INDIAN MORAL PHILOSOPHY: How should Arjuna solve his moral dilemma?

Essay by leyukkUniversity, Bachelor'sC+, April 2004

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In this essay we will look at the criteria Arjuna should base his decision on when considering how to solve his moral dilemma. Once we have established these we will use part of the philosophy indicated in the 'Gita' and examine the flaws in Arjuna's reasons for not wanting to fight in battle in order to resolve what action he must take.

WE must first ascertain exactly what Arjuna's moral dilemma actually was. Arjuna is facing a decision about whether to face his family and friends in battle for the Kingdom. Basically he is torn between his role as a 'warrior' and fear of what the consequences of his role might be in battle; between his duty to fight and his desire to protect those whom he had a duty to protect. More importantly Arjuna is worried what might be the effect on the society he seeks to protect if he is to carry out his duty to fight against the army of Bhima, the 'evil minded son' of Dhrtarastra.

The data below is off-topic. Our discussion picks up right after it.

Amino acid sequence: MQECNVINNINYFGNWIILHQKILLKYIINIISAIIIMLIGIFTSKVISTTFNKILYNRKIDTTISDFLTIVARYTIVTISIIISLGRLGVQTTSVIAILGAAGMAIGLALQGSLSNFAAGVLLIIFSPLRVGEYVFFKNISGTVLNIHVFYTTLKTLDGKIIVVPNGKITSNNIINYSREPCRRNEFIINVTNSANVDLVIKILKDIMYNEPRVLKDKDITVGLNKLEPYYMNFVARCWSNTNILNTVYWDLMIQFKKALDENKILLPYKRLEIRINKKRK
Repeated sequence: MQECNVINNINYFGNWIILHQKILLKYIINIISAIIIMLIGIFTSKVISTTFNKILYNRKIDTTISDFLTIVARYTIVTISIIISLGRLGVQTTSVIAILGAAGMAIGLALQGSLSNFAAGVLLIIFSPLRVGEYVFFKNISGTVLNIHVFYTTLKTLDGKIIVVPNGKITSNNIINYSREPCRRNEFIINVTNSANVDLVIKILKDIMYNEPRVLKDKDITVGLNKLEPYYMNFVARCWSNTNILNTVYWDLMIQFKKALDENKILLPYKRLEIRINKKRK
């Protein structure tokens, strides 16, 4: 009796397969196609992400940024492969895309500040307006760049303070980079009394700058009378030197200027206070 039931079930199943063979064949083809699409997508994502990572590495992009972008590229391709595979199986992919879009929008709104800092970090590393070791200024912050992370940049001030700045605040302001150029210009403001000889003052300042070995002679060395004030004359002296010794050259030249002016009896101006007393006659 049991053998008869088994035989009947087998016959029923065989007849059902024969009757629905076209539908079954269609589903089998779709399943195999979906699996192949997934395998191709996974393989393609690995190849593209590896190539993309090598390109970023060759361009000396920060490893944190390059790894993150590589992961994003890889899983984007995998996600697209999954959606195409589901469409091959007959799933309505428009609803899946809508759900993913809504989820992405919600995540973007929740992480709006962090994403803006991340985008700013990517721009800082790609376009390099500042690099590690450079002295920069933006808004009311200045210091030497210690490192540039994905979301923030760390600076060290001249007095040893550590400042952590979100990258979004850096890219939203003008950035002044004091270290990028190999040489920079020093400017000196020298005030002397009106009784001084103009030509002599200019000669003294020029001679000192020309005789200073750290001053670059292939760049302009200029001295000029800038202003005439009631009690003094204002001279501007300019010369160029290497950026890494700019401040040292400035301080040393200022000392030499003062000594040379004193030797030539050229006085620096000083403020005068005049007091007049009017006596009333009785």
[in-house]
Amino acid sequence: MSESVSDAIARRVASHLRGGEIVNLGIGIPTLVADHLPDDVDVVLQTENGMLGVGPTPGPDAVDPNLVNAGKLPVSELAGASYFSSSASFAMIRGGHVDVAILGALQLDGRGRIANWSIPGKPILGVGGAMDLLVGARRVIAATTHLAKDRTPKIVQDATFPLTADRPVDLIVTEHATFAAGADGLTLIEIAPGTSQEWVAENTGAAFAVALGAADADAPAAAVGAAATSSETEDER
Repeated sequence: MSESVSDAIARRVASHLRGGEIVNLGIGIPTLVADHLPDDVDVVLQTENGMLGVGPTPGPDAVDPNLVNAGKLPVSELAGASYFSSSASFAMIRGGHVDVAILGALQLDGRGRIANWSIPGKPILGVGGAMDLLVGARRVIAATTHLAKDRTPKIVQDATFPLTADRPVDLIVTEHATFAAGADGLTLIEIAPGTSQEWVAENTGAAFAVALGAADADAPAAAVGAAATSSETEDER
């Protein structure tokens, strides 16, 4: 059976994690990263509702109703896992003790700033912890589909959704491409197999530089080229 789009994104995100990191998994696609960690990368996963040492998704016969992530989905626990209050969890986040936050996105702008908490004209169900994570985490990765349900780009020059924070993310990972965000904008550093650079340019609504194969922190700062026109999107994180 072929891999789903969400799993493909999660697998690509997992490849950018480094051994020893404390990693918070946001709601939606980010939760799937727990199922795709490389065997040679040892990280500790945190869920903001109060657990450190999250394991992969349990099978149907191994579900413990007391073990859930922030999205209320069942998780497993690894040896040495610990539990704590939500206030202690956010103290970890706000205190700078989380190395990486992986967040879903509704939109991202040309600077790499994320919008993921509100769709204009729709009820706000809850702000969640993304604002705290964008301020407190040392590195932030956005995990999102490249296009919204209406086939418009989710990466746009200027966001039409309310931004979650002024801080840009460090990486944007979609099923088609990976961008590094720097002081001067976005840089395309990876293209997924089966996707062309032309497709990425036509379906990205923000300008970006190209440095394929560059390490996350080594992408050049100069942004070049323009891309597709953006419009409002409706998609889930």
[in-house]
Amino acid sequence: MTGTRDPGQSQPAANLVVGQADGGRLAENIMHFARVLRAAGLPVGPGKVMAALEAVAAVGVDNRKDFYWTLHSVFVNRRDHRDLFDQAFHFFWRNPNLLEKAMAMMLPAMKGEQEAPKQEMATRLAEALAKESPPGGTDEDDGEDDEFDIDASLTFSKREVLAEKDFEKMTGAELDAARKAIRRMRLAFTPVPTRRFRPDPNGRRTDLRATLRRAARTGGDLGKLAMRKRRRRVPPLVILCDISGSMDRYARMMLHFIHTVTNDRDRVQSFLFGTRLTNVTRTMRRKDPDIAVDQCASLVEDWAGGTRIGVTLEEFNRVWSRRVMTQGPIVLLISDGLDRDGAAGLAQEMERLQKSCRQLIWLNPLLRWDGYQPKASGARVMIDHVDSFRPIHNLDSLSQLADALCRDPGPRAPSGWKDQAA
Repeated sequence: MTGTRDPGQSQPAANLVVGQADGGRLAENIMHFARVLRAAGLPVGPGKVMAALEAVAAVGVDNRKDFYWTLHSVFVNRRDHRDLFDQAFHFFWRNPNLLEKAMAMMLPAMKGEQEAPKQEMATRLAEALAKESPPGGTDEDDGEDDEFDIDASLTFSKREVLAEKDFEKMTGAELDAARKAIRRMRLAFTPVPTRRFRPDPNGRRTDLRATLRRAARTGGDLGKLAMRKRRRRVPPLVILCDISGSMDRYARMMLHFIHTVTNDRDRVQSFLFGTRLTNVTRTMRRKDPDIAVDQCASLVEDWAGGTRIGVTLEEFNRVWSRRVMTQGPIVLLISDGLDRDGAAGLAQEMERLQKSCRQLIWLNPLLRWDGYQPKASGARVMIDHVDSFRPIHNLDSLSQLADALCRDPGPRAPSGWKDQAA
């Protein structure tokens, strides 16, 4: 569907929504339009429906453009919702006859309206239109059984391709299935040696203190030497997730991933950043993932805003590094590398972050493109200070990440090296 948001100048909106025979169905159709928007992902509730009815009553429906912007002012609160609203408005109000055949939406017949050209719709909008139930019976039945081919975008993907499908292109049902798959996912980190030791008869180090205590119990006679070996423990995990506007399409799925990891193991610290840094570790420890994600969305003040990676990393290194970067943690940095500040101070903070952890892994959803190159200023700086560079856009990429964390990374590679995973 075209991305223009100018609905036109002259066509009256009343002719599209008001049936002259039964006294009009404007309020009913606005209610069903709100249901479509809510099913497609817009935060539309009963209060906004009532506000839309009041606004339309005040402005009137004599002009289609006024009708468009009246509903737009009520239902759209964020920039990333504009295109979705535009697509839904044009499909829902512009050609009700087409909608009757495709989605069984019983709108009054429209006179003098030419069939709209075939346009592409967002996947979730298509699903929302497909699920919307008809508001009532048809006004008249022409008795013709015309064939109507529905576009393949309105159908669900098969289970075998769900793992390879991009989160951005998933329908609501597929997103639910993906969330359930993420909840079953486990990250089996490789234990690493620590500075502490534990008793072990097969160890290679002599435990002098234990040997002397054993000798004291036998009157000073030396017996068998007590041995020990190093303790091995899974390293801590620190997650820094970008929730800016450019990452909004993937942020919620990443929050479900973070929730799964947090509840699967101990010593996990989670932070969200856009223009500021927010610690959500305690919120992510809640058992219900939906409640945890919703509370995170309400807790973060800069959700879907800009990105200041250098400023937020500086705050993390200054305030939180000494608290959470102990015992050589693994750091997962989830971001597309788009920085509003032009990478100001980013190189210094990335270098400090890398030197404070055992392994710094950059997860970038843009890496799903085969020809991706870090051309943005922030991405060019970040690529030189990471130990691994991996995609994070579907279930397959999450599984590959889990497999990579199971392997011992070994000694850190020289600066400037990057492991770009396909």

He says, 'Those for whose sake we desire kingdom, these I would not consent to kill'. For him, it is an anathema to kill those whom he regards as his companions, those he has attachments to. 'What pleasure can it be of ours' he goes on to say 'that we slay our kinsmen' and by that he means 'Teachers, fathers, sons and also grandfathers'. It is obvious that Arjuna feels very deeply about the dilemma he is facing and is not just using it as an excuse for the fear of fighting, his limbs 'quail', his mouth 'goes dry' and hair 'stands on end' at the prospect of fighting his own people. The idea of gaining power is superficial when it comes to having to slay the people...